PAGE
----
We Are The Plague by Suzie StapletonRelease date: July 31, 2020
Label: Negative Prophet Records
If only I had a quid for every time I restarted and overtyped this. With a title such as it is, We Are The Plague conjures up something different every day during the past several months that always seems to be overridden the following day. I suspect the only way I’m going to get this done and out of the way is to sit in a dark room with no TV or internet for a couple of days and just surround myself with this record for the entire duration. Which, as it turns out, is an excellent way to absorb the atmosphere and sheer humanity of it.
‘Humanity’ is an apt metaphor for this collection, as Suzie Stapleton’s record strips all sentiment and artifice of our species and holds up the starkest of mirrors to what remains of us and for the most part, we don’t come out of it well. That said, there seems to be just enough in us (or some of us) in one repeated word that just maybe places us somewhere slightly higher than actual murderous bacteria and viruses, but it’s a closer-run thing than it really should be.
Two things hit the listener when We Are The Plague starts up. First of all, there’s the intimacy of the instruments. Everything sounds as though the performance is right next to you, muck distortion and soul-stirring reverb conspire to pull you in further towards something dangerous yet alluring. And then that voice comes in. Occupying a unique space and range somewhere between Maggie Bell and Nick Cave, Suzie Stapleton’s voice is one that has belief, passion and rage behind every single carefully-considered word, coiling round her guitar and other instrumentation and ensuring that you have no place to go until the hour has passed and you’re left wondering where you’re going to go from there.
The title track, as hinted at above, is a long list of how crap we are about almost everything and anything we do as part of our wider ecosystem. Reading like a damnable, diabolical chargesheet that is sadly hard to argue with, it’s tempered by her voice which whispers and cries with the same intensity so that even when she sings that “We are BLIND LOVE” (her capitals, not mine) ring out through the song’s chorus and ending, it feels both like mitigation and blame at the same time. This (rightly) accusatory tone continues into the following ‘Thylacine’, named for an Australian marsupial predator hunted into extinction almost 100 years ago, and despite it’s cyclical, Smoke Fairies-evoking gentle riff, it remains a blame-fuelled elegy to something precious and lost forever.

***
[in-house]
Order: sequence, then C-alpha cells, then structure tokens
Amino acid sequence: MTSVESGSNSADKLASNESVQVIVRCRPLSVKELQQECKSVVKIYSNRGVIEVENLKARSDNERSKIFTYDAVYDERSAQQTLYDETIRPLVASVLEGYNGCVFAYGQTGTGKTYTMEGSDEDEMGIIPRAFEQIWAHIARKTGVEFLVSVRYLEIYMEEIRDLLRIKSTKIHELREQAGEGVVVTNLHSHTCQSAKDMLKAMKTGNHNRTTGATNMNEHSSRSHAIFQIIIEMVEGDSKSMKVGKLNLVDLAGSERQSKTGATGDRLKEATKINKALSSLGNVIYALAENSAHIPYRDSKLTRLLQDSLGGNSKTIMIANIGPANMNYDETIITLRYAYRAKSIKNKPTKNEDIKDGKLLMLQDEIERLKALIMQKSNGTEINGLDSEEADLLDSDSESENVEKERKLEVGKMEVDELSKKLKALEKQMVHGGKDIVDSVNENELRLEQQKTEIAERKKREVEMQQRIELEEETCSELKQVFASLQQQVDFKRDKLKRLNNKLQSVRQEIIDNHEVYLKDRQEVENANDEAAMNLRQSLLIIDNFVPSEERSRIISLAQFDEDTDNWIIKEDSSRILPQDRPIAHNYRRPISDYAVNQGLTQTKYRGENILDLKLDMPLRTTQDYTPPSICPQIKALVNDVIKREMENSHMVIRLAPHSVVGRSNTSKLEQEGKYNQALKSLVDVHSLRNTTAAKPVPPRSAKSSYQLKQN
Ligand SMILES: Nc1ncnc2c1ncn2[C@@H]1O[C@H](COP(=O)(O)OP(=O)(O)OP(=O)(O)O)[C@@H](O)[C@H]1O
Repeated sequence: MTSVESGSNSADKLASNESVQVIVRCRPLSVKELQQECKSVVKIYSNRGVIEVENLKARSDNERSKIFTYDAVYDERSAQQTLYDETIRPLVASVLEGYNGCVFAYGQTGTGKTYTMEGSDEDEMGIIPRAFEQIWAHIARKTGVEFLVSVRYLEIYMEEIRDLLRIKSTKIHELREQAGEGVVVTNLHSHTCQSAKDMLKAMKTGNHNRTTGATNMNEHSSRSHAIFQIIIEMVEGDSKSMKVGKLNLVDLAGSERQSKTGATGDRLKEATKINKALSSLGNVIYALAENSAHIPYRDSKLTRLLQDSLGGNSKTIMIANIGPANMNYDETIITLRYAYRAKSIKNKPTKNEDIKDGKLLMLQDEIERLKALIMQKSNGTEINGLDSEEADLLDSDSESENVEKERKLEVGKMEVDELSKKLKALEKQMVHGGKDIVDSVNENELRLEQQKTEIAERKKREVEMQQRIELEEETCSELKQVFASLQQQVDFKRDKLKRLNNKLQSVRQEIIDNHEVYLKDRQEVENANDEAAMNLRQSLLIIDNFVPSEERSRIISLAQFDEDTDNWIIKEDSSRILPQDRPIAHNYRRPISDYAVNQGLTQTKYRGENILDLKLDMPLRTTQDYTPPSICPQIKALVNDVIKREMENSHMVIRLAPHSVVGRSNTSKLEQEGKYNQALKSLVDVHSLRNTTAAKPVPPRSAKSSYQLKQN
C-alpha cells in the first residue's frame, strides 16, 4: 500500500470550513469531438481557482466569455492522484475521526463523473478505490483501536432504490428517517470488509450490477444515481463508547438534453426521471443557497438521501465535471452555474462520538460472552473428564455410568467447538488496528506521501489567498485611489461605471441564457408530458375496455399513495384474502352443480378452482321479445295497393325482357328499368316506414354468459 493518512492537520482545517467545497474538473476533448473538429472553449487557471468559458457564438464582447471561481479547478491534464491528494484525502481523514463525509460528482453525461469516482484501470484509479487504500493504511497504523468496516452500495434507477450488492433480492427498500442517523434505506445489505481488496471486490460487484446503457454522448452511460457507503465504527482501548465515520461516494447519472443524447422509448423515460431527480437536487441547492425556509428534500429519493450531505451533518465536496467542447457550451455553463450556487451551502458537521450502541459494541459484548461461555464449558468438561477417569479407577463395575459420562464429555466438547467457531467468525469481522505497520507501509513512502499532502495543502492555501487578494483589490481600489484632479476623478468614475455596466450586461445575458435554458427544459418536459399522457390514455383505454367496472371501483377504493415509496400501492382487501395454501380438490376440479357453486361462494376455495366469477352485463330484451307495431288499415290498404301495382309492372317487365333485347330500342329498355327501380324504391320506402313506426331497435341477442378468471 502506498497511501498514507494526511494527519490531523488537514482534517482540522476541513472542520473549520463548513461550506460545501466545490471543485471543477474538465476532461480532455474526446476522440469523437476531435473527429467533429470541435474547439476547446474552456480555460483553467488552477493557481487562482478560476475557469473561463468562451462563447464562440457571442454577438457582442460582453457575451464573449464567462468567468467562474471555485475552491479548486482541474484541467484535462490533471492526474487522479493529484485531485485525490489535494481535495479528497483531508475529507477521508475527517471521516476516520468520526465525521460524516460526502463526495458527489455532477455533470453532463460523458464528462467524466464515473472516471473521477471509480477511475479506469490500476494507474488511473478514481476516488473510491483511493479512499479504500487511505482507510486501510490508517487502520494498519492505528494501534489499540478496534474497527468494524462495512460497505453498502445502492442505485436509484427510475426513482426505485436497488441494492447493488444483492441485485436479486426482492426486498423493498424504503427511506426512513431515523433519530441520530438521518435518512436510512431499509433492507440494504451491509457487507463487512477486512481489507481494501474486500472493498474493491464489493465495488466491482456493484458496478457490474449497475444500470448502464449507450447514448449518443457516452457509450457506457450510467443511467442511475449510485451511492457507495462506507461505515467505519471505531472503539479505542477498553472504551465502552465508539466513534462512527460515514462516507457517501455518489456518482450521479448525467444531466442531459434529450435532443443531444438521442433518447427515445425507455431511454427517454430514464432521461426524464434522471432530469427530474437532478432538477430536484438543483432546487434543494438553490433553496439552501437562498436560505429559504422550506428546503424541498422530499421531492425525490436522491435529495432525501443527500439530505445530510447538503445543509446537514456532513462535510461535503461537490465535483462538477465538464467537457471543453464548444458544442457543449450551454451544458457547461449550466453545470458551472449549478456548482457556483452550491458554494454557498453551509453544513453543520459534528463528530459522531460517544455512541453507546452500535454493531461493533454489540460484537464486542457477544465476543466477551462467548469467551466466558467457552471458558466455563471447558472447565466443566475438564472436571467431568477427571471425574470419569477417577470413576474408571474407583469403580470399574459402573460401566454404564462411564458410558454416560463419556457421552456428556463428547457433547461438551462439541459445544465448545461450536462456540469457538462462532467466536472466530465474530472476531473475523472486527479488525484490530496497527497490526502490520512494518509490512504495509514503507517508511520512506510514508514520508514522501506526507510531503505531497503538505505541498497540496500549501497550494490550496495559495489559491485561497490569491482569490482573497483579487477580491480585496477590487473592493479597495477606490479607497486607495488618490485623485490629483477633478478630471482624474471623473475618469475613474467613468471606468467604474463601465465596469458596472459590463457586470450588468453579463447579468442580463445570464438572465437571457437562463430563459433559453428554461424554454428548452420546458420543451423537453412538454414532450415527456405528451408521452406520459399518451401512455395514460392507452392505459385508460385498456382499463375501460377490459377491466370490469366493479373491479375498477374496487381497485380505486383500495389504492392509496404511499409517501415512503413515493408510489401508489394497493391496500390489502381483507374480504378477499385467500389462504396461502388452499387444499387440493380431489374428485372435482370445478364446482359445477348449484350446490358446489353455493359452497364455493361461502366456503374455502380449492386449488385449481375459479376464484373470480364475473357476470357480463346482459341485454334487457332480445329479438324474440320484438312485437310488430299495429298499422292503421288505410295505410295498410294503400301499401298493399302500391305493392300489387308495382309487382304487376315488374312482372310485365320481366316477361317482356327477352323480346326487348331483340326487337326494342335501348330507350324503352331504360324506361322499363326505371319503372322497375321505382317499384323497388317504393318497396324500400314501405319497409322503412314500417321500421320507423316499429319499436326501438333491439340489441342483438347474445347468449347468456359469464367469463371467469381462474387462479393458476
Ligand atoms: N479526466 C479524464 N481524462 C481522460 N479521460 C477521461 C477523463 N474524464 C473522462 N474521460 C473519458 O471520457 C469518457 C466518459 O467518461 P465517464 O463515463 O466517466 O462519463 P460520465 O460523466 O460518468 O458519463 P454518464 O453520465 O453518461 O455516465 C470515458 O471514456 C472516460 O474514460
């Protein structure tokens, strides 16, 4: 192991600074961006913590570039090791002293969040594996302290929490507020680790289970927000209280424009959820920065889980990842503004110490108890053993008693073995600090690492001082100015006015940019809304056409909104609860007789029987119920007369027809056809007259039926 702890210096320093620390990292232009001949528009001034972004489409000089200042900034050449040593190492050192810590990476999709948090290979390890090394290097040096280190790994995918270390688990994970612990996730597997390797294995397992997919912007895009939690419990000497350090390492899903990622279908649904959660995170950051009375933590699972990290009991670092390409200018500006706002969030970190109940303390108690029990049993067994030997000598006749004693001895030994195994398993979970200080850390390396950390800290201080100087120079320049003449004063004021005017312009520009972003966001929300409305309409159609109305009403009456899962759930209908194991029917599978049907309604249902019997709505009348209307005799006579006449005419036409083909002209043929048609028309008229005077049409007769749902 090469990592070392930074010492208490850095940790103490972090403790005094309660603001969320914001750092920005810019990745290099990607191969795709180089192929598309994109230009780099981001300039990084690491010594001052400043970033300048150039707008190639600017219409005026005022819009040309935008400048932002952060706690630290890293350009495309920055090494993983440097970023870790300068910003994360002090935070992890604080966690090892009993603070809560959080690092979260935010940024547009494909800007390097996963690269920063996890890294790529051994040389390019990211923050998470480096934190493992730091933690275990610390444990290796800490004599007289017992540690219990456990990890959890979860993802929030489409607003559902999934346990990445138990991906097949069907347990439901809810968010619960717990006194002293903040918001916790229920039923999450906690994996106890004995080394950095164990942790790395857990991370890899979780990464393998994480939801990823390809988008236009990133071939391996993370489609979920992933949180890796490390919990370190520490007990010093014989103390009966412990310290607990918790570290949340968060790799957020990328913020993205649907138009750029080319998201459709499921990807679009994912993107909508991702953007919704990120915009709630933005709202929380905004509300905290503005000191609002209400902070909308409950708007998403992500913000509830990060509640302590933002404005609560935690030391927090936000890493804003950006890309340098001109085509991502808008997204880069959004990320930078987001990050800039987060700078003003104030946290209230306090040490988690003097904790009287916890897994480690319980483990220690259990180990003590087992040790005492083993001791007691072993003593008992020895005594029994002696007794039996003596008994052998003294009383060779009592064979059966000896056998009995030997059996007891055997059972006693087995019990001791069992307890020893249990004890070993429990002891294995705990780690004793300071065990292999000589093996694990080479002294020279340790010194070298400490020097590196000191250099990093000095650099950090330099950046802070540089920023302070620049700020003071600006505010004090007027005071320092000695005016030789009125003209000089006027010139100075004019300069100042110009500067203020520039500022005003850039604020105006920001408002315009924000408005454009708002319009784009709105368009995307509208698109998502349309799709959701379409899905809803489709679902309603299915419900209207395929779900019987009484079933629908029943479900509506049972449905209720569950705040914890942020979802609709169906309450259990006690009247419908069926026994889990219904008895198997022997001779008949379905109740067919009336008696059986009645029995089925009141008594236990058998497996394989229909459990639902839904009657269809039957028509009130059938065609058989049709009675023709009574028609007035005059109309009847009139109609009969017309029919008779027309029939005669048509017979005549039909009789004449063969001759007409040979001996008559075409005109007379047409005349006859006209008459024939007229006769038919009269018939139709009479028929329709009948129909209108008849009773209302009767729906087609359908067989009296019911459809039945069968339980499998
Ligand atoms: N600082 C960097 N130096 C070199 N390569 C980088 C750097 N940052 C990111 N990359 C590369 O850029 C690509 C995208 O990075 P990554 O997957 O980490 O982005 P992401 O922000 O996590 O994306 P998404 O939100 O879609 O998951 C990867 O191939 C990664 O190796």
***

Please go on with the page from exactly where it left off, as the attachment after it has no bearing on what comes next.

The album’s personal favourite of mine comes in the form of ‘September’ which encapsulates the album’s atmosphere and heart from the album’s centre. Starting off with a whisper of Field Songs-era Mark Lanegan, it subtly grows into a powerful and sensual argument for, well, the sort of thing that Soundgarden celebrated with Loud Love. Coupled with the more reflective and no less seductive ‘Don’t Look Up’, the Lanegan comparisons once more gently float to the surface, certainly as anyone who has experienced any of his Union Chapel performances could only agree with.
Spending the amount of time that I have with this record this year hasn’t just meant that I’m filing this almost six months late (although yes, I am. Soz) but I’ve also come to the conclusion that I still really don’t know what We Are The Plague really is. Post-punk Murder Ballads where the murdering is occasionally on a global scale? Possibly. A sort of Grunge retelling of Martina Topley-Bird’s wonderful and wide-ranging Quixotic? Eh, bit of a stretch but makes sense. A personal travelogue of the human spirit’s destructive tendencies and romantic / physical desires set to some really good music? Close enough. It’s certainly an incredible highlight of a strange and terrible year, punctuated by a longing for closeness that isn’t currently here and an unfortunate coincidental prescience keeping us all apart. This is the perfect soundtrack to that cycle, and will certainly serve as a fitting monument once it’s over.